Metro Vancouver is expected to be home to 3.4 million people by 2040 – a million more than now – with a third of the new residents expected to live in Surrey and White Rock, raising that area’s population to roughly the same as Vancouver’s.

Under the regional growth strategy, Metro is proposing to develop more “urban centres” with office, retail, community, culture and higher density housing to keep people living and working closer to home or along transit corridors.

Metro has been struggling for years to concentrate development in these centres, and to curb sprawl from extending into rural areas.

Surrey Coun. Judy Villeneuve said her city is in desperate need of more transit, especially as it’s set to become the second largest metropolitan region in the province. The city is developing its town centres to become more transit-dependent, she said, while also looking at alternatives such as light rail, heritage rail and more community buses.

Surrey city council will visit Portland in October to consider that city’s transportation system, Villeneuve said, and will lobby the federal government for more infrastructure funding.

“Our transit network is very poor,” she said, adding that Vancouver already has a better transit system than Surrey. “Vancouver is a place where you don’t need a car. Surrey is a place where you have to have a car.

“[Vancouver] may have to look at waiting [for transit] just like we have.”

Carline said he has no problem with TransLink investigating rapid transit lines for the Broadway-UBC corridor, but it wouldn’t be prudent to spend its limited pot of money in Vancouver when there is a bigger need in Surrey and other areas south of the Fraser.

“That’s where the region is changing the most and that’s where we need transit,” he said, adding: “It shouldn’t be put off. … If we put rapid transit in there, it would put a big impact on the development community on where it wants to go.”

Carline said it’s more difficult to retrofit a community for high-density transit hubs after it has been developed, particularly if a city has decided to turn swaths of cheap land into low-density, sprawling office parks.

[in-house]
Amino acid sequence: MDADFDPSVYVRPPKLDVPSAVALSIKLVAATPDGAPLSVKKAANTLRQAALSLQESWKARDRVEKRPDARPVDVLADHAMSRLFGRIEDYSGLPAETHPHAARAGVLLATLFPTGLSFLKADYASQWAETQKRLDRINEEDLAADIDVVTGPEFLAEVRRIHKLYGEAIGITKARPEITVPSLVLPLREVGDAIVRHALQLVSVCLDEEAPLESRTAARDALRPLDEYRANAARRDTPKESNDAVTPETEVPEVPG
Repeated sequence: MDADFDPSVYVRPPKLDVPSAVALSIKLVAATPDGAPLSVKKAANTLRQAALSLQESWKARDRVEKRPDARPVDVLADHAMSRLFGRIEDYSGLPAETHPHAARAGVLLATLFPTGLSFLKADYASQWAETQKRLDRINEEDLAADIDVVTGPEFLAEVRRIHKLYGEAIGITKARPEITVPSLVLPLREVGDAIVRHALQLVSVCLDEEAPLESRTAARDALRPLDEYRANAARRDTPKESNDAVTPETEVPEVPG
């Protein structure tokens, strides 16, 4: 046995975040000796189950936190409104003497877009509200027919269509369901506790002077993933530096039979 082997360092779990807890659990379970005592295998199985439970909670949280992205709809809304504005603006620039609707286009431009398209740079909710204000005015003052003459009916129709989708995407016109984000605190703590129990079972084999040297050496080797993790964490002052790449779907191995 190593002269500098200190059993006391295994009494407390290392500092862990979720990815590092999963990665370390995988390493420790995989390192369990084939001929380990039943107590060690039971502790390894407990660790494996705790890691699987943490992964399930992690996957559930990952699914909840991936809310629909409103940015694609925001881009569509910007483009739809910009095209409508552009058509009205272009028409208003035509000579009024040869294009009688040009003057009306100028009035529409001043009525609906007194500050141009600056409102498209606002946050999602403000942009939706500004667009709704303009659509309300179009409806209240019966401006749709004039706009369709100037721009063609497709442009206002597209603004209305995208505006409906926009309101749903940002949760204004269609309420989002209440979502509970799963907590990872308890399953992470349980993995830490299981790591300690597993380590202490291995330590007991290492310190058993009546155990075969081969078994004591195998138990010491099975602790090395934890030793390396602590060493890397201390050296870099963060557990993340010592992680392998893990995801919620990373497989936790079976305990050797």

The draft regional growth report – the fifth to be released since the 1960s – has been in the works since 2002. Besides developing more urban centres, it calls for protecting industrial land for manufacturing and processing to create jobs, as well as land for rural and conservation uses.

Carline said the report has been revised to make it more flexible for municipalities to make decisions around their urban centres and other neighbourhoods without having to seek approval from the regional district.

Metro Vancouver will receive comments on the draft strategy until Oct. 15 before going to a public hearing, likely in November. The plan must be adopted by all of Metro Vancouver’s 22 member municipalities, the Tsawwassen First Nation and TransLink.

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2 Responses to “Metro Vancouver pushes rapid transit for Surrey, not UBC – Why Not Build Both?”

  1. Eric Doherty Says:

    Interesting post, but you should note that for people in Surrey the King George Highway/Guildford route may end up being the #1 priority. Rail for the valley is important, but transit within the city is important too.

    Zweisystem replies: The Rail for the Valley’s TramTrain project and light rail in Surrey go hand in hand.

    Building SkyTrain to Guildford, if built, will not to be to provide better transit, but to entrap Surrey from seceding from TransLink. The Gateway highways project, as I stated before, is being built (in part) due to the high cost and unattractiveness of the SkyTrain metro system. Despite huge sums invested in SkyTrain in the past 30 years, TransLink can’t show a modal shift. In other jurisdictions this would lead the call for resignations of senior planning staff, not so in Vancouver, where mediocrity rules supreme.

  2. Vancouver’s Transit Trajectory: Densify the Core, or Extend Out? « The Transport Politic Says:

    […] costs. The Broadway and Surrey lines could likely both be built as non-grade separated light rail for the same price as just one of them as automated rapid transit. Surrey Mayor Dianne Watts has herself suggested […]